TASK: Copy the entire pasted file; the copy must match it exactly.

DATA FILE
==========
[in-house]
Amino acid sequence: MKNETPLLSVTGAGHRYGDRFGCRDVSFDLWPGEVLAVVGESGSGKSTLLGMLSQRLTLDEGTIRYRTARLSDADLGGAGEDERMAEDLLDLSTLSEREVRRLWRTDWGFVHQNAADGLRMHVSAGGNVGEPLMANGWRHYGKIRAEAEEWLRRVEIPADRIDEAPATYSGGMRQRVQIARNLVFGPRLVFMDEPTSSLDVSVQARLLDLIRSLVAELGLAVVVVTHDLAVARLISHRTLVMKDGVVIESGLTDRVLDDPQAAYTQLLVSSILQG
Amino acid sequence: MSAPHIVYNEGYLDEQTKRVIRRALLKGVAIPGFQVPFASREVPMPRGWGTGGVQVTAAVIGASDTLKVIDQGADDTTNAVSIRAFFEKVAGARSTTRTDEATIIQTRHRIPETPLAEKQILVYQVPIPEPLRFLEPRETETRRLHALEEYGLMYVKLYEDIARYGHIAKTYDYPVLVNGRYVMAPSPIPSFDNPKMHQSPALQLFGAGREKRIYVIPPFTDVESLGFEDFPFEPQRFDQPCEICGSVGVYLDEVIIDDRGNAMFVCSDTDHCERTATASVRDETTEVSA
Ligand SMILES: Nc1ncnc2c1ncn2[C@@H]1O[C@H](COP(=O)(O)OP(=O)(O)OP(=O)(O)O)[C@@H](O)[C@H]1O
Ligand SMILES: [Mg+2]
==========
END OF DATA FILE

[in-house]
Amino acid sequence: MKNETPLLSVTGAGHRYGDRFGCRDVSFDLWPGEVLAVVGESGSGKSTLLGMLSQRLTLDEGTIRYRTARLSDADLGGAGEDERMAEDLLDLSTLSEREVRRLWRTDWGFVHQNAADGLRMHVSAGGNVGEPLMANGWRHYGKIRAEAEEWLRRVEIPADRIDEAPATYSGGMRQRVQIARNLVFGPRLVFMDEPTSSLDVSVQARLLDLIRSLVAELGLAVVVVTHDLAVARLISHRTLVMKDGVVIESGLTDRVLDDPQAAYTQLLVSSILQG
Amino acid sequence: MSAPHIVYNEGYLDEQTKRVIRRALLKGVAIPGFQVPFASREVPMPRGWGTGGVQVTAAVIGASDTLKVIDQGADDTTNAVSIRAFFEKVAGARSTTRTDEATIIQTRHRIPETPLAEKQILVYQVPIPEPLRFLEPRETETRRLHALEEYGLMYVKLYEDIARYGHIAKTYDYPVLVNGRYVMAPSPIPSFDNPKMHQSPALQLFGAGREKRIYVIPPFTDVESLGFEDFPFEPQRFDQPCEICGSVGVYLDEVIIDDRGNAMFVCSDTDHCERTATASVRDETTEVSA
Ligand SMILES: Nc1ncnc2c1ncn2[C@@H]1O[C@H](COP(=O)(O)OP(=O)(O)OP(=O)(O)O)[C@@H](O)[C@H]1O
Ligand SMILES: [Mg+2]